This is a complex profiling of Mogadishu’s internal displacement situation which is a combined success in collaboration of federal, regional and district authorities, UN agencies, NGOs and the communities themselves, who shared information about their living situation and their prospects openly.
The report and annexes represent a major source of up to date information that should suitably inform future programming in association with Mogadishu IDPs

Download this report


For over two decades, Somalia has been in a state of complex humanitarian crisis, with socio-economic, political and environmental factors leading to widespread conflict, drought, flooding and numerous other recurrent human and natural disasters. The situation has been made worse lately by increased insecurity and volatile population movements experienced since March 2014. This rise in conflict across the country, in conjunction with widespread environmental hazards, has left the majority of Somalia’s 12.3 million people chronically or acutely vulnerable. , According to UNHCR, about 4.9 million people are in need of humanitarian assistance as of September 2015, and over 1.1 million people remain internally displaced.

Over the past several months, there have been forced evictions in Mogadishu mostly in government camps which have been occupied and settled by internally displaced people. Government forces and private landlords evicted many people from those locations without providing other housing alternatives, subjecting them to join into already crowded IDPs camps in Banadir region. An estimated number of 369,000 IDPs reside in Banadir Region (UNHCR, February 2016). The “K7–K20” IDP camps is part of a protracted IDP crisis. The number of IDPs living in these camps is unclear but can be estimated between 250,000 and 300,000 persons. This includes new cases of IDPs that have been displaced during the AMISOM operation “Indian Ocean” or that have been evicted from other IDP camps in Banadir. It is estimated that more than 75% of the IDPs and refugees who live in IDPs camps are extremely vulnerable, like pregnant and lactating women, children under 5 and elderly people. They struggle to access basic services such as shelter, NFIs, food, WASH services, education and health care.

Diakonie Katastrophenhilfe (DKH), through its implementing partner Daryeel Bulsho Guud (DBG), has been supporting the basic needs of internally displaced women, men, girls and boys in Somalia since 1992. DKH through DBG is currently implementing food security project – in k7-k20 IDP camps in Mogadishu. The project is implemented through voucher mechanism (both flexible and fixed vouchers) targeting 3985 most vulnerable IDP households.
1.1. Objectives and Scope of the Study
The purpose of the market mapping and analysis was to get knowledge about the dynamics of supply streams available and operational for humanitarian response in emergencies and protracted crisis in the IDP settlements in K7-K20 in Banadir. The specific objectives of the market mapping and analysis were as follows:

1. Assess the retail shops in the target area by mapping the supplies they usually have in stock, duration of price stability, and the lead time involved in replacement of these items.
2. Assess the elasticity of commercial stocks of relief items, the market dynamics and the impact of increased demands on the prices of commodities in the process.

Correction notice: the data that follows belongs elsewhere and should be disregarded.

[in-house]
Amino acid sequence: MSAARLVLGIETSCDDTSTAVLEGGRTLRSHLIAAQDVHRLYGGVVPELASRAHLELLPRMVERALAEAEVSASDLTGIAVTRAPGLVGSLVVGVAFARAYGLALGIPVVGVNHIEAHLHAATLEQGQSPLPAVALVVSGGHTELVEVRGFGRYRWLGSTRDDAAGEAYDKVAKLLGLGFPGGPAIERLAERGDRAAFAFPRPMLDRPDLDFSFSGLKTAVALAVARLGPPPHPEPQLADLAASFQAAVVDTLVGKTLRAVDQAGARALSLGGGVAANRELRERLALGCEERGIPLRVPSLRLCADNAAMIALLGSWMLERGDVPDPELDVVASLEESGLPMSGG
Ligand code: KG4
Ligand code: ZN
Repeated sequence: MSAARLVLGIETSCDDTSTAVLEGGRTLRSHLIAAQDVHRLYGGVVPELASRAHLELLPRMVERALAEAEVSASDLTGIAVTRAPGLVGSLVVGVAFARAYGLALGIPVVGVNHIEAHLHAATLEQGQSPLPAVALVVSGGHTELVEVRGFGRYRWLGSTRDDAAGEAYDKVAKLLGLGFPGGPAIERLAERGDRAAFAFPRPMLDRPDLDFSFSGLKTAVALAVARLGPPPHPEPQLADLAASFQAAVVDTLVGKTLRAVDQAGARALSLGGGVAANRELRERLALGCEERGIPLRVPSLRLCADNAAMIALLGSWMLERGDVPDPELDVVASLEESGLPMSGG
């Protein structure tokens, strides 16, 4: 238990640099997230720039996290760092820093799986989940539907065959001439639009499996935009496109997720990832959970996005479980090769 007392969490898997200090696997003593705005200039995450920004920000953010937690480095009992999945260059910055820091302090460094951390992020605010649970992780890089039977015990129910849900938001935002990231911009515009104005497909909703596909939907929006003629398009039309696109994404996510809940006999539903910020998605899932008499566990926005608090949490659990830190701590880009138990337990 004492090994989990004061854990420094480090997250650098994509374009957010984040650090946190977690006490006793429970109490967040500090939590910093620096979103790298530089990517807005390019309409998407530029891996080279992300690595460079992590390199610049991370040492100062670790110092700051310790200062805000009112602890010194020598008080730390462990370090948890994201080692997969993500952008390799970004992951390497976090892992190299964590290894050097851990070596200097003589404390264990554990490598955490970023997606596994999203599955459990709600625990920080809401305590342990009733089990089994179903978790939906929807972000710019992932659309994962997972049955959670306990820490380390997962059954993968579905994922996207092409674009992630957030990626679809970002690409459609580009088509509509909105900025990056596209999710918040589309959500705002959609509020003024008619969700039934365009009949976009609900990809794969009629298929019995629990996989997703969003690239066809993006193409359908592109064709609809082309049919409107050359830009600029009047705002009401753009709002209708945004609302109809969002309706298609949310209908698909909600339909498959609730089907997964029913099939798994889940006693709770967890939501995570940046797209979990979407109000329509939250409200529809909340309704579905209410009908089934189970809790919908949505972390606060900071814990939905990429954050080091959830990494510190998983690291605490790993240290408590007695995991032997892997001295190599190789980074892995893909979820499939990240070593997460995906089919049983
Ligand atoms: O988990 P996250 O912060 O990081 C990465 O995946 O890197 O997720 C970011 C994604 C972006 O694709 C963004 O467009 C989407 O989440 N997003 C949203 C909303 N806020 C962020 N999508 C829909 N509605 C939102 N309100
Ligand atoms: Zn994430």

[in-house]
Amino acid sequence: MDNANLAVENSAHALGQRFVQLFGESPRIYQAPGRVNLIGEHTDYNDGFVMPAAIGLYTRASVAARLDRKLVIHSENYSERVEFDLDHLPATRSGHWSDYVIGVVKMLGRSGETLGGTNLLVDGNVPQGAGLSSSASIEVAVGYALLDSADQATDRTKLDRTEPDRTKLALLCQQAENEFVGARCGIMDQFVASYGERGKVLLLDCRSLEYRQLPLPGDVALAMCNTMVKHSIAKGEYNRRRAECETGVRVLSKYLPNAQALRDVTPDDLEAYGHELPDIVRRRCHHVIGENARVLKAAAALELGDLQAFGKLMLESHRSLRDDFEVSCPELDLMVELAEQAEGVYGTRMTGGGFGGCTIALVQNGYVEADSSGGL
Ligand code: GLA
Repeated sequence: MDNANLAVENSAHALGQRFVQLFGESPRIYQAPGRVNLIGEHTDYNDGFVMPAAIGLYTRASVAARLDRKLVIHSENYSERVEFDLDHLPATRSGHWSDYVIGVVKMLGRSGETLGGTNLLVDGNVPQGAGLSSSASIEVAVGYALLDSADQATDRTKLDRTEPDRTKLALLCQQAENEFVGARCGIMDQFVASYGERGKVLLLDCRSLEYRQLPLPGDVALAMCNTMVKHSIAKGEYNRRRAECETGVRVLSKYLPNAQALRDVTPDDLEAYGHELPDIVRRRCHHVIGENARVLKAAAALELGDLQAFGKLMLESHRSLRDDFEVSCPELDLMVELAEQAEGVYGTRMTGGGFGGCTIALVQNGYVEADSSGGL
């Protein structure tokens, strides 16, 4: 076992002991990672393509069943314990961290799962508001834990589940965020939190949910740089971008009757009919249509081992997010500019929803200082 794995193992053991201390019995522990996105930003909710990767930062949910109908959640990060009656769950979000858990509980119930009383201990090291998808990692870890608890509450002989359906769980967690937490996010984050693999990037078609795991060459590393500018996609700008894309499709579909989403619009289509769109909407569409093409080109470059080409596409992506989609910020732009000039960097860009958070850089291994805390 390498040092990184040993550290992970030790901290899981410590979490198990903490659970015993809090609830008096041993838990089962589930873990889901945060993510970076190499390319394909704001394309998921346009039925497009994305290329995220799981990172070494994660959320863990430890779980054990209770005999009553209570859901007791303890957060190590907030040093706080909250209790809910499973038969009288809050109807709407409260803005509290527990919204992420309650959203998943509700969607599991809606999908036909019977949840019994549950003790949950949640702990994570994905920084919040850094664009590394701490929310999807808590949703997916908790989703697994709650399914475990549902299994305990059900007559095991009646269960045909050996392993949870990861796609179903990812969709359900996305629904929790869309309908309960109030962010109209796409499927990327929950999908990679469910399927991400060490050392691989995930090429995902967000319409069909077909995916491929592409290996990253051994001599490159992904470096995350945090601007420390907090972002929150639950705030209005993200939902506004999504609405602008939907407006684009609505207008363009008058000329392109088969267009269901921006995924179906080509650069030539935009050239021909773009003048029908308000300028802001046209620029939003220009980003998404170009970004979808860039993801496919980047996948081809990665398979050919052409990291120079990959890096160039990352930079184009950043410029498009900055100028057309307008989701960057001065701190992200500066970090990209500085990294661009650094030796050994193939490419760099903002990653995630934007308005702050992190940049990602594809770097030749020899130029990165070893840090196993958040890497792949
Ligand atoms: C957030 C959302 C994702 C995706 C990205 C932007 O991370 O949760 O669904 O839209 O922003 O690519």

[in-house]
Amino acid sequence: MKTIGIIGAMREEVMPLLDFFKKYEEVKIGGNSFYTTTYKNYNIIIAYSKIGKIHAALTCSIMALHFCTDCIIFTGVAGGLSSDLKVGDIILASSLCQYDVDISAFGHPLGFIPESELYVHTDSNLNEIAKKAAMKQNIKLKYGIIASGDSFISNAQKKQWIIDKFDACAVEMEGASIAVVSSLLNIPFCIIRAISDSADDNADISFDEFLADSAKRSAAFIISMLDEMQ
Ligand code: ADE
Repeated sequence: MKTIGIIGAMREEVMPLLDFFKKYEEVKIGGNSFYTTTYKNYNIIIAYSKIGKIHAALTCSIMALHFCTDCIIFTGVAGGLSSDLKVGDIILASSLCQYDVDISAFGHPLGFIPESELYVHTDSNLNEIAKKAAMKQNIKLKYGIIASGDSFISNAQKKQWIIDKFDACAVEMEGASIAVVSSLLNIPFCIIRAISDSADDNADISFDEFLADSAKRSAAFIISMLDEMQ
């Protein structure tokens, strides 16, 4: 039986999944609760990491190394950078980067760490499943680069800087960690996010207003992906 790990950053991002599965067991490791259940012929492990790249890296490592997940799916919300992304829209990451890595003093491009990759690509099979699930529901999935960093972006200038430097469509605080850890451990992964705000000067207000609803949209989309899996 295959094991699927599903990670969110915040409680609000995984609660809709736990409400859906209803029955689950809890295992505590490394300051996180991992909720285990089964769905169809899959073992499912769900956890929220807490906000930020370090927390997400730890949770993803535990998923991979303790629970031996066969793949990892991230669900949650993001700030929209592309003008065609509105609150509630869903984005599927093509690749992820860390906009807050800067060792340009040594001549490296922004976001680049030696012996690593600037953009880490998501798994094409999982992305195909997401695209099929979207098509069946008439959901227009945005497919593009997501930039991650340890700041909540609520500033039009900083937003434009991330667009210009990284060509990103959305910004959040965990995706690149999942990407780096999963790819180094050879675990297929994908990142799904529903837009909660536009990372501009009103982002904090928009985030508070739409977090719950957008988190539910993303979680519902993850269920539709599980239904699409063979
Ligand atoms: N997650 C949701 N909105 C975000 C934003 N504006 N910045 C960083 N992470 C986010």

3. To analyse the appropriateness of the voucher program particularly in comparison to direct delivery and comparison to more traditional method of cash transfer delivery in the context of the IDP camps in Mogadishu

Report authors: Mohamed Korane (Lead Consultant) and Yusuf Mohamed Barre (Associate Consultant) with the support of Bashir Ali (DBG Executive Director)

Download this report


It is estimated that 1/3 of 1.1M IDPs in Somalia, which is 350,000 IDPs are in Mogadishu IDP camps and over 80% of them are reported to be in the Mogadishu –Afgoye Corridor IDP camps known as KM7-KM20
In response to that, DBG conducted an in depth needs assessment for camps located between KM7-KM20 at both Dharkenley and Deynille districts in Banadir region on Augsut-15. The assessment focused on understanding the urgent needs of IDPs in terms of food, basic non-food items, Shelter and WASH, community interaction issues and overall livelihood for IDPs residing in these camps.

Download this report

Rapid needs assessment report on Fistula as of 16-Aug-15

Obstetric fistula which includes both vesico vaginal (VVF) and recto-vaginal fistula
(RVF), represents critically important and largely neglected issue in the field of
reproductive health in Somalia

the country’s maternal mortality ratio stands at 1,044 deaths per 100,000 live births,
making it one of the highest in the world and contributes to raising the regional and
global averages for the indicator. Moreover, reproductive health situation analysis
conducted by UNFPA in early 2009 concluded that more than 90% of women deliver
at home as more than half are assisted by traditional birth attendants (TBAs).

The number of maternal deaths is highest in countries where women are least likely to
have access to a midwife, doctor or other trained professional during delivery which
at the end results to fistula. Vast majority of the girls and women services to repair
their condition remain unattainable for a number of reasons: their lack of knowledge
such a condition can be repaired; the distance they must travel to reach a facility that
provides treatment; the low likelihood which even if they can get to a facility, it will
offer fistula repair in its portfolio of services; their inability to pay for the services if
they are available; and the backlog with which facilities that do provide repairs are

Download the report